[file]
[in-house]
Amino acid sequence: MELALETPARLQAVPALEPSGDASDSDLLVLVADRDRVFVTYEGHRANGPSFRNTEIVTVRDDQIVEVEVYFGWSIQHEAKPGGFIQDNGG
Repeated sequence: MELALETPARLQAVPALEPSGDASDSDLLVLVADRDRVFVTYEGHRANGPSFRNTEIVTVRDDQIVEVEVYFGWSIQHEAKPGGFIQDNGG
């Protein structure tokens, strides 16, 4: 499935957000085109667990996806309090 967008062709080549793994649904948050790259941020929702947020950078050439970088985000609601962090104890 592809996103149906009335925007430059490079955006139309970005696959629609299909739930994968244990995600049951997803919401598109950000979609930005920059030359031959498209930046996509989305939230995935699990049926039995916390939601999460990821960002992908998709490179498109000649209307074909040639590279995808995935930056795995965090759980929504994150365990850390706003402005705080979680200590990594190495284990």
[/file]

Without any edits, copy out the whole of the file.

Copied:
[in-house]
Amino acid sequence: MELALETPARLQAVPALEPSGDASDSDLLVLVADRDRVFVTYEGHRANGPSFRNTEIVTVRDDQIVEVEVYFGWSIQHEAKPGGFIQDNGG
Repeated sequence: MELALETPARLQAVPALEPSGDASDSDLLVLVADRDRVFVTYEGHRANGPSFRNTEIVTVRDDQIVEVEVYFGWSIQHEAKPGGFIQDNGG
């Protein structure tokens, strides 16, 4: 499935957000085109667990996806309090 967008062709080549793994649904948050790259941020929702947020950078050439970088985000609601962090104890 592809996103149906009335925007430059490079955006139309970005696959629609299909739930994968244990995600049951997803919401598109950000979609930005920059030359031959498209930046996509989305939230995935699990049926039995916390939601999460990821960002992908998709490179498109000649209307074909040639590279995808995935930056795995965090759980929504994150365990850390706003402005705080979680200590990594190495284990």